My almost 9-yr old boy joined a new Chess Club last night. As part of a talk on sportsmanship, the head teacher shared the Chess Club motto: To Lose is to Learn.
That little line resonated with me in a big way last night. Earlier in the day, the kids had asked, “Mom, did people call you a nerd in high school and college?” I’ve told the kids how I was teased in school for being smart, and how they might be teased for the same thing and how to deal with it. But we had talked mostly about elementary school.
It took me a minute to think of the answer. I was teased in high school, but not in college. College was a different place, where most people attended because they were smart and where they wanted to learn things. In fact, I was not a nerd in college. In college, I wasn’t even that smart. And that was one of the hardest things I had to experience in my life.
See, everything was easy for me growing up. I was that kid who helped the teacher grade papers for extra credit because I finished my work so early. School was a breeze. I understood everything. I got As on all my papers. I was in the top percentile for everything. And I thought it would always be that way.
Then I got to college, and I was a nobody. All the great things I had done, people there had done better. I wanted to be a piano major, but since I’d only had lessons for six years, they wouldn’t let me. I was last chair in the university Symphonic Winds, despite filling the first chair and winning state festivals every year in high school. In the 80-member Honors Program I was in, I was probably the least accomplished of the entire bunch. Others had already read all the great books, they understood the great philosophical ideas, they could put together a presentation and speak to a group. Not me. I still don’t even know how I managed it all most of the time.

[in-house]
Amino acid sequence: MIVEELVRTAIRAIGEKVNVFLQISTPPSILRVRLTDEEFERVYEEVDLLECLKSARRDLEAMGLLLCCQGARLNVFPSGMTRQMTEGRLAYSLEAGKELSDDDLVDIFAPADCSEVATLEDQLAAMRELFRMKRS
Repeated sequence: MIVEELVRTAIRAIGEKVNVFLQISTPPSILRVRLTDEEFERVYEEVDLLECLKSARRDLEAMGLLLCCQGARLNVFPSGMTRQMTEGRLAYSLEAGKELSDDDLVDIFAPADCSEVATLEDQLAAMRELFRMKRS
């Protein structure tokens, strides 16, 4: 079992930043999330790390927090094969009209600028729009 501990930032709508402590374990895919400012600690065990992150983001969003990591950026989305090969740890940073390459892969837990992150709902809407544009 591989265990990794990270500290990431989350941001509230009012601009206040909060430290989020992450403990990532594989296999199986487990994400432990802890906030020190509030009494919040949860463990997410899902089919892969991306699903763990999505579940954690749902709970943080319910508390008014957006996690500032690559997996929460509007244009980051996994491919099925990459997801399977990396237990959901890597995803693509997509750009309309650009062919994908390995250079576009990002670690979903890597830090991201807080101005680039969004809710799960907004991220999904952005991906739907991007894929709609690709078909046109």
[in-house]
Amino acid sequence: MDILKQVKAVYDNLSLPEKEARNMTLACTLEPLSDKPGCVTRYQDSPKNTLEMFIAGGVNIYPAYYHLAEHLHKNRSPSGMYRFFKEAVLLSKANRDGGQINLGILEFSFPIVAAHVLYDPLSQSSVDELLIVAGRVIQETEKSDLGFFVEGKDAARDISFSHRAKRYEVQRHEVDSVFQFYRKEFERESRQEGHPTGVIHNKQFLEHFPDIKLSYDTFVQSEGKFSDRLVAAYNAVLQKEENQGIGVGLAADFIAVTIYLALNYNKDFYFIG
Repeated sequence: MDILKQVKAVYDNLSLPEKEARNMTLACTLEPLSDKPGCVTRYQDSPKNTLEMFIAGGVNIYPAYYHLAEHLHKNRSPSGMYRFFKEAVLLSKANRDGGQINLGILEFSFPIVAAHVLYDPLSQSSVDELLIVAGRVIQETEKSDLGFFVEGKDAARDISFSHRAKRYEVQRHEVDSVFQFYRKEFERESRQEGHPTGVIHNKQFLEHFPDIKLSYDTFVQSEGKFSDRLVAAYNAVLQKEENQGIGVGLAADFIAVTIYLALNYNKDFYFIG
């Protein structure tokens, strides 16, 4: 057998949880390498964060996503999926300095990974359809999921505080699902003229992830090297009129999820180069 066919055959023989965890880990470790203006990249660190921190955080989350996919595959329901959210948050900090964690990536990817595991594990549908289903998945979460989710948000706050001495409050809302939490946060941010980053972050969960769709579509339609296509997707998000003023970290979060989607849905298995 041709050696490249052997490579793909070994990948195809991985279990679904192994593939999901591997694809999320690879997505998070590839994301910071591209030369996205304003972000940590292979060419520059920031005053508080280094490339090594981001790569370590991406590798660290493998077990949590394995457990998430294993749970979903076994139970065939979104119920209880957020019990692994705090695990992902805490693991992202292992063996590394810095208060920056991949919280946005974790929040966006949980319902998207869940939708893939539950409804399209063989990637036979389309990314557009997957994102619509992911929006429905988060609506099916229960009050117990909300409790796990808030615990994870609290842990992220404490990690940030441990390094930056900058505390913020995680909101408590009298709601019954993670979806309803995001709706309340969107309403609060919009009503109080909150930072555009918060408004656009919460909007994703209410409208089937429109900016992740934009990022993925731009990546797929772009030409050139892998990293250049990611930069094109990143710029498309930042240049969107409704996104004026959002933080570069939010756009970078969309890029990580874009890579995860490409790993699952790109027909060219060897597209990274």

In all my years of “gifted” programs, I had never learned how to study and work. I had never learned what it meant to be a beginner at something. I was always the best. So when my big fishy self was taken out of my small pond and tossed into the ocean of real life, I was absolutely lost.
It still frustrates me to this day. Now I want to be a writer, and I’ve poured a couple of years into studying the craft. Still, I’m a beginner. My stories keep getting rejected. I still don’t have a body of work I can self-publish. There are other writers out there who seem to be magically great at it, but it’s hard work for me. And some days I just want to call it quits.
So I was really thankful to hear that wonderful motto last night.
To lose is to learn.
I’m glad my son is learning that now. I’m glad I’m learning that now. It means I can’t quit. I have to keep trying and keep learning and keep practicing until it becomes easy for me.
And in case you’re curious, those piano professors couldn’t keep me down. I didn’t get my degree in piano, or even music, but I still teach piano lessons to several fantastic students in my home these days. And that’s another thing I’ve realized. There are people who will think you’re not good enough, but there are others who will find you amazing. I think half of success is learning not to listen to either of them.